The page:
inserted, seems to be associated with a higher risk of urethral stricture and caution should be
exercised with its use ( Sarhan et al, 2010 ). A urethral catheter is typically placed for at least 24
hours after the procedure. It is not necessary, though it is not uncommon, for the catheter to be left
in for a longer period while the infant continues to be monitored for improvements in renal
parameters or respiratory issues, often in an intensive care environment. A VCUG must be repeated
after valve ablation within 1 month to ensure that the valves are no longer visible. It is not
uncommon to see immediate signs of diminished bladder pressures, including some improvement in
renal dilation and in the volume of vesicoureteral reflux. Bladder neck hypertrophy and the
subsequent elevation of the bladder neck dorsal to the posterior urethra, along with the incomplete
emptying that seems to persist on imaging in some boys after valve ablation, prompted an interest in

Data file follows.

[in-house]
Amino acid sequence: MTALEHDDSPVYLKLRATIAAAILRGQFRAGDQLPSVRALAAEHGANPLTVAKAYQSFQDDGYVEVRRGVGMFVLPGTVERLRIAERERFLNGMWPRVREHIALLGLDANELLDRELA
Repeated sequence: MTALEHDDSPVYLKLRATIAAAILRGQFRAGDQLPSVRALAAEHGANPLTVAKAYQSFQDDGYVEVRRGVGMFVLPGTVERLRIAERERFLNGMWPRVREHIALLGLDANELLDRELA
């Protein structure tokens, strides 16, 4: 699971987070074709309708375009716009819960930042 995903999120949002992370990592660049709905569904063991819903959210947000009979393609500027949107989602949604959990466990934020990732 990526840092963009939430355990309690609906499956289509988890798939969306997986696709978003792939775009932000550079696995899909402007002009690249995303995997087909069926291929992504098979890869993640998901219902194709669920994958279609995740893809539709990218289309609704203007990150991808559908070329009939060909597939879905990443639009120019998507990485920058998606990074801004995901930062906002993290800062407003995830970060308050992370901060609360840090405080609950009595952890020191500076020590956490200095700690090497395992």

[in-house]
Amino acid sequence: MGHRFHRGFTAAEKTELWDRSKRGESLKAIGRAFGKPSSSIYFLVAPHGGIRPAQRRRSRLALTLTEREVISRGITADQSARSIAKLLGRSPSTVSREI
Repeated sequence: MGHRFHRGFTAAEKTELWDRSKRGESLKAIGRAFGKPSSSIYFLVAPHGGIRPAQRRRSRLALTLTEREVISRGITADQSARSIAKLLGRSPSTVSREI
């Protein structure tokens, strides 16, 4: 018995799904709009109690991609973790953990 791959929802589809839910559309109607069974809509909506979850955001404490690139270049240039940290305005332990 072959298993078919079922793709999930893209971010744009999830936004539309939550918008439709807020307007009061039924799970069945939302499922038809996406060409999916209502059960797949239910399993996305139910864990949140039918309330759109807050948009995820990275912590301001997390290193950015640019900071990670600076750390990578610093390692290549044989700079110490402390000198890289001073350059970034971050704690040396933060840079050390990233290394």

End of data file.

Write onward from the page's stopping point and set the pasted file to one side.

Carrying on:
transurethral incision of the bladder neck during or after primary valve ablation ( Androulakakis et
al, 2005 ; Kajbafzadeh et al, 2007 ). Although some studies confirm that the bladder neck incision
benefits emptying in children with neurogenic bladder, concerns of retrograde ejaculation and the
lack of improvement compared to controls in even short-term pilot studies have limited the adoption
of this technique until longer-term data are available ( Christensen et al, 1985 ; Sarin and Sinha,
2013 ). Vesicostomy SURGICAL INTERVENTION Valve Ablation Today, cystoscopy with
ablation of the valves is considered the preferred initial surgical option in any neonate diagnosed
with posterior urethral valves. The treatment goal is to restore flow of urine through the urethra and
enable normal cyclic filling and emptying of the bladder, which is superior to urinary diversion and
passive urine drainage ( Smith et al, 1996 ; Close et al, 1997 ). Experimental models corroborate
clinical evidence of the importance of bladder cycling, and one model of urinary diversion and
undiversion demonstrated the changes that occur in a diverted bladder prevented from cycling
( Chun et al, 1989 ). A fetal sheep model developed an increase in expression of extracellular matrix
elements and apoptosis following a high diversion ( Chun et al, 1989 ). There are several
approaches to valve ablation, which has historically been successfully completed even with a